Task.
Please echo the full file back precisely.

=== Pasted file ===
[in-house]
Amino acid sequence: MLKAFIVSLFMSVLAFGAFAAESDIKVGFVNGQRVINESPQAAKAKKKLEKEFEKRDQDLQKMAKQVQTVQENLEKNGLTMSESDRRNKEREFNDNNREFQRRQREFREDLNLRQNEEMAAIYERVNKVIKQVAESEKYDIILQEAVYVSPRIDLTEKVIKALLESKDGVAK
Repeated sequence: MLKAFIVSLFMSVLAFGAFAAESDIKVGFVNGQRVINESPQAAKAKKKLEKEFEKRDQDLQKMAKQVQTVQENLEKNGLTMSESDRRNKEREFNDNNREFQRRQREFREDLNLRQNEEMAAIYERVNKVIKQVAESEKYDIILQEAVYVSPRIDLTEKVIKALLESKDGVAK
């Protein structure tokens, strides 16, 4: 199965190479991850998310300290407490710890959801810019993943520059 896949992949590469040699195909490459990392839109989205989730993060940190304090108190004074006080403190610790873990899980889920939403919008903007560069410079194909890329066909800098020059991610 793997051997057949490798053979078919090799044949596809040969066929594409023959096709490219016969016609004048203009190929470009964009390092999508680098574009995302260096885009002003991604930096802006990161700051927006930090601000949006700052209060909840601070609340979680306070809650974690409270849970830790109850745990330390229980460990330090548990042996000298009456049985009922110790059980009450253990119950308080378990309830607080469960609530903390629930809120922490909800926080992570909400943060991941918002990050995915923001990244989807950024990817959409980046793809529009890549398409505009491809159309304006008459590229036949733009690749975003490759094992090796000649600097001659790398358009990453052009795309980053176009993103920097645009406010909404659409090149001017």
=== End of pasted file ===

[in-house]
Amino acid sequence: MLKAFIVSLFMSVLAFGAFAAESDIKVGFVNGQRVINESPQAAKAKKKLEKEFEKRDQDLQKMAKQVQTVQENLEKNGLTMSESDRRNKEREFNDNNREFQRRQREFREDLNLRQNEEMAAIYERVNKVIKQVAESEKYDIILQEAVYVSPRIDLTEKVIKALLESKDGVAK
Repeated sequence: MLKAFIVSLFMSVLAFGAFAAESDIKVGFVNGQRVINESPQAAKAKKKLEKEFEKRDQDLQKMAKQVQTVQENLEKNGLTMSESDRRNKEREFNDNNREFQRRQREFREDLNLRQNEEMAAIYERVNKVIKQVAESEKYDIILQEAVYVSPRIDLTEKVIKALLESKDGVAK
């Protein structure tokens, strides 16, 4: 199965190479991850998310300290407490710890959801810019993943520059 896949992949590469040699195909490459990392839109989205989730993060940190304090108190004074006080403190610790873990899980889920939403919008903007560069410079194909890329066909800098020059991610 793997051997057949490798053979078919090799044949596809040969066929594409023959096709490219016969016609004048203009190929470009964009390092999508680098574009995302260096885009002003991604930096802006990161700051927006930090601000949006700052209060909840601070609340979680306070809650974690409270849970830790109850745990330390229980460990330090548990042996000298009456049985009922110790059980009450253990119950308080378990309830607080469960609530903390629930809120922490909800926080992570909400943060991941918002990050995915923001990244989807950024990817959409980046793809529009890549398409505009491809159309304006008459590229036949733009690749975003490759094992090796000649600097001659790398358009990453052009795309980053176009993103920097645009406010909404659409090149001017």